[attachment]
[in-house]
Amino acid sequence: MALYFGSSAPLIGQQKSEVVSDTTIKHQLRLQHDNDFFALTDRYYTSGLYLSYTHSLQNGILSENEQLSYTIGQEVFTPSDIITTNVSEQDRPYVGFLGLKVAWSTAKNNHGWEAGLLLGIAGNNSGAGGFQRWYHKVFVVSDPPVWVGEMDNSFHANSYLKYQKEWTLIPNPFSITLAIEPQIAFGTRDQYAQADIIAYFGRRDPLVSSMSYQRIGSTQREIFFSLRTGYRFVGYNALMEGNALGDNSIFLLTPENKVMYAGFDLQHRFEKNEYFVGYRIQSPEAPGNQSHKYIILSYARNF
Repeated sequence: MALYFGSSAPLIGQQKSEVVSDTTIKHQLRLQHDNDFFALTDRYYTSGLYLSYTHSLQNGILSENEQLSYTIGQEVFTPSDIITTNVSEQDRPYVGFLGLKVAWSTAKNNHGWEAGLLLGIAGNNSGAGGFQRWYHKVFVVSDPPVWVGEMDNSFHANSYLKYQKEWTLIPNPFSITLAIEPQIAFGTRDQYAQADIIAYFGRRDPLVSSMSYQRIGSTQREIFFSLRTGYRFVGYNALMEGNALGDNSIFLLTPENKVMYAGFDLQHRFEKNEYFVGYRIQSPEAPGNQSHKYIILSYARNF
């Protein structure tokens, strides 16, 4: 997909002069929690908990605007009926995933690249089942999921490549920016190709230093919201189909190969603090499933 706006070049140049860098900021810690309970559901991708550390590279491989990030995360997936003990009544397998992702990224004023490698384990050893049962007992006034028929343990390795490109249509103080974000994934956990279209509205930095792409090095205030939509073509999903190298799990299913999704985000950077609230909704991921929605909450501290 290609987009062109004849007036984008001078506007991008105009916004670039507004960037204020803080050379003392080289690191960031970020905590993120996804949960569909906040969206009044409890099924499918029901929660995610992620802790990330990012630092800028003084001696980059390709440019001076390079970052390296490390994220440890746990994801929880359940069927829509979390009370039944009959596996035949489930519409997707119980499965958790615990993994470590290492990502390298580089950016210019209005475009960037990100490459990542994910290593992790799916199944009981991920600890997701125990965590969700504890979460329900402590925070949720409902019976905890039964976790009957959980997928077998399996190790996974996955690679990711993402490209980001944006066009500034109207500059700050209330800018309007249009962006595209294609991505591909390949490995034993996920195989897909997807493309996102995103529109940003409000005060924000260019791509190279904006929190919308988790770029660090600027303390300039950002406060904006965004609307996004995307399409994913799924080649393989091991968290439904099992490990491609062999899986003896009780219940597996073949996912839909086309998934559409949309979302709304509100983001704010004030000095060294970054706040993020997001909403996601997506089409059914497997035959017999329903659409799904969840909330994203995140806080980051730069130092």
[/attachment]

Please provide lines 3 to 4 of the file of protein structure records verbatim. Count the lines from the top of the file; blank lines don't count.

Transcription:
Repeated sequence: MALYFGSSAPLIGQQKSEVVSDTTIKHQLRLQHDNDFFALTDRYYTSGLYLSYTHSLQNGILSENEQLSYTIGQEVFTPSDIITTNVSEQDRPYVGFLGLKVAWSTAKNNHGWEAGLLLGIAGNNSGAGGFQRWYHKVFVVSDPPVWVGEMDNSFHANSYLKYQKEWTLIPNPFSITLAIEPQIAFGTRDQYAQADIIAYFGRRDPLVSSMSYQRIGSTQREIFFSLRTGYRFVGYNALMEGNALGDNSIFLLTPENKVMYAGFDLQHRFEKNEYFVGYRIQSPEAPGNQSHKYIILSYARNF
């Protein structure tokens, strides 16, 4: 997909002069929690908990605007009926995933690249089942999921490549920016190709230093919201189909190969603090499933 706006070049140049860098900021810690309970559901991708550390590279491989990030995360997936003990009544397998992702990224004023490698384990050893049962007992006034028929343990390795490109249509103080974000994934956990279209509205930095792409090095205030939509073509999903190298799990299913999704985000950077609230909704991921929605909450501290 290609987009062109004849007036984008001078506007991008105009916004670039507004960037204020803080050379003392080289690191960031970020905590993120996804949960569909906040969206009044409890099924499918029901929660995610992620802790990330990012630092800028003084001696980059390709440019001076390079970052390296490390994220440890746990994801929880359940069927829509979390009370039944009959596996035949489930519409997707119980499965958790615990993994470590290492990502390298580089950016210019209005475009960037990100490459990542994910290593992790799916199944009981991920600890997701125990965590969700504890979460329900402590925070949720409902019976905890039964976790009957959980997928077998399996190790996974996955690679990711993402490209980001944006066009500034109207500059700050209330800018309007249009962006595209294609991505591909390949490995034993996920195989897909997807493309996102995103529109940003409000005060924000260019791509190279904006929190919308988790770029660090600027303390300039950002406060904006965004609307996004995307399409994913799924080649393989091991968290439904099992490990491609062999899986003896009780219940597996073949996912839909086309998934559409949309979302709304509100983001704010004030000095060294970054706040993020997001909403996601997506089409059914497997035959017999329903659409799904969840909330994203995140806080980051730069130092």